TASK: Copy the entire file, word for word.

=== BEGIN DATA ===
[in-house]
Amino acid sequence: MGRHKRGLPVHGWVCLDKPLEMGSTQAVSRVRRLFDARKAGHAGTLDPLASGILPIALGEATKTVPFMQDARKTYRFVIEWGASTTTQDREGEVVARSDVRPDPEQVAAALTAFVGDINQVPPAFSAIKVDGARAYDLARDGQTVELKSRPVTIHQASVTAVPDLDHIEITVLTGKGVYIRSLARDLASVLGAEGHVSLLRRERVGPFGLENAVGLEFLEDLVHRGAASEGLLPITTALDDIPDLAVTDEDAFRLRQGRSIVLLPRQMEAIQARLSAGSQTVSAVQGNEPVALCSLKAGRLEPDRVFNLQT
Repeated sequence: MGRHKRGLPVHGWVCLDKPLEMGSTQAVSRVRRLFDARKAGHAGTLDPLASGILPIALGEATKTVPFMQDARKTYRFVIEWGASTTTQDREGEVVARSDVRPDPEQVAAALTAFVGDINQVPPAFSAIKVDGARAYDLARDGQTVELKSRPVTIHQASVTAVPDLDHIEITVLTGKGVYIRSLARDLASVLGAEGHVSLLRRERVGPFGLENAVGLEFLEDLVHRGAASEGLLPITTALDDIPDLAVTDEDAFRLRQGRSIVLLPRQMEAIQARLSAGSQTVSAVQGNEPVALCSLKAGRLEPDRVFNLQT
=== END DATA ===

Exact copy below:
[in-house]
Amino acid sequence: MGRHKRGLPVHGWVCLDKPLEMGSTQAVSRVRRLFDARKAGHAGTLDPLASGILPIALGEATKTVPFMQDARKTYRFVIEWGASTTTQDREGEVVARSDVRPDPEQVAAALTAFVGDINQVPPAFSAIKVDGARAYDLARDGQTVELKSRPVTIHQASVTAVPDLDHIEITVLTGKGVYIRSLARDLASVLGAEGHVSLLRRERVGPFGLENAVGLEFLEDLVHRGAASEGLLPITTALDDIPDLAVTDEDAFRLRQGRSIVLLPRQMEAIQARLSAGSQTVSAVQGNEPVALCSLKAGRLEPDRVFNLQT
Repeated sequence: MGRHKRGLPVHGWVCLDKPLEMGSTQAVSRVRRLFDARKAGHAGTLDPLASGILPIALGEATKTVPFMQDARKTYRFVIEWGASTTTQDREGEVVARSDVRPDPEQVAAALTAFVGDINQVPPAFSAIKVDGARAYDLARDGQTVELKSRPVTIHQASVTAVPDLDHIEITVLTGKGVYIRSLARDLASVLGAEGHVSLLRRERVGPFGLENAVGLEFLEDLVHRGAASEGLLPITTALDDIPDLAVTDEDAFRLRQGRSIVLLPRQMEAIQARLSAGSQTVSAVQGNEPVALCSLKAGRLEPDRVFNLQT